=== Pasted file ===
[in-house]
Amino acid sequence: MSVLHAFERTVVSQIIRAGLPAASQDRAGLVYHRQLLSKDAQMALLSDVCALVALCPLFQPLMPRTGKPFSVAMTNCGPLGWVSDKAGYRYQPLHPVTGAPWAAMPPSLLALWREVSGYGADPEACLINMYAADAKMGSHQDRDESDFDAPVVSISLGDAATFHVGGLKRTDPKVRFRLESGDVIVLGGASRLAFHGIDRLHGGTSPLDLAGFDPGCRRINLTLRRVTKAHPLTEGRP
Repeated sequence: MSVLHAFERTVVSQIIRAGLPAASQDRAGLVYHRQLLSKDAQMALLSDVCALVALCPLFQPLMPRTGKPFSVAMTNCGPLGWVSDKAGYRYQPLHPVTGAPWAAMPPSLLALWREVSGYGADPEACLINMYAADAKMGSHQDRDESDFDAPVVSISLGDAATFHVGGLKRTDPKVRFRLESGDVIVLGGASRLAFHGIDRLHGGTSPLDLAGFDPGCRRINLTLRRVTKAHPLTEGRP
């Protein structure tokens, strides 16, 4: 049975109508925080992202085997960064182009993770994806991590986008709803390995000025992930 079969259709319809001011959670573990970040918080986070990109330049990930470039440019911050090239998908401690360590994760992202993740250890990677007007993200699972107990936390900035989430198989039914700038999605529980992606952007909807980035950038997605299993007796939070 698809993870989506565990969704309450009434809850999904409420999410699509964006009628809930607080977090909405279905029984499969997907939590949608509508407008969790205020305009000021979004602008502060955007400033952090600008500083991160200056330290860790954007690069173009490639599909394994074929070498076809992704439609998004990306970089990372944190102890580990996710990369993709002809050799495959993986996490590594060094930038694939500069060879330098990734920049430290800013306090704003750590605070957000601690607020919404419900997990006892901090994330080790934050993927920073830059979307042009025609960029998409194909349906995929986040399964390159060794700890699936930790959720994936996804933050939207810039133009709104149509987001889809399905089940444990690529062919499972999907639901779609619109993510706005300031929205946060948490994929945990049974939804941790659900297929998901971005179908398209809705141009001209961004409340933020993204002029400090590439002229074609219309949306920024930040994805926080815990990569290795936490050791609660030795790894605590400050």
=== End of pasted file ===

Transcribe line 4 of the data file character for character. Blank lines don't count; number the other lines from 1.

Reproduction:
């Protein structure tokens, strides 16, 4: 049975109508925080992202085997960064182009993770994806991590986008709803390995000025992930 079969259709319809001011959670573990970040918080986070990109330049990930470039440019911050090239998908401690360590994760992202993740250890990677007007993200699972107990936390900035989430198989039914700038999605529980992606952007909807980035950038997605299993007796939070 698809993870989506565990969704309450009434809850999904409420999410699509964006009628809930607080977090909405279905029984499969997907939590949608509508407008969790205020305009000021979004602008502060955007400033952090600008500083991160200056330290860790954007690069173009490639599909394994074929070498076809992704439609998004990306970089990372944190102890580990996710990369993709002809050799495959993986996490590594060094930038694939500069060879330098990734920049430290800013306090704003750590605070957000601690607020919404419900997990006892901090994330080790934050993927920073830059979307042009025609960029998409194909349906995929986040399964390159060794700890699936930790959720994936996804933050939207810039133009709104149509987001889809399905089940444990690529062919499972999907639901779609619109993510706005300031929205946060948490994929945990049974939804941790659900297929998901971005179908398209809705141009001209961004409340933020993204002029400090590439002229074609219309949306920024930040994805926080815990990569290795936490050791609660030795790894605590400050």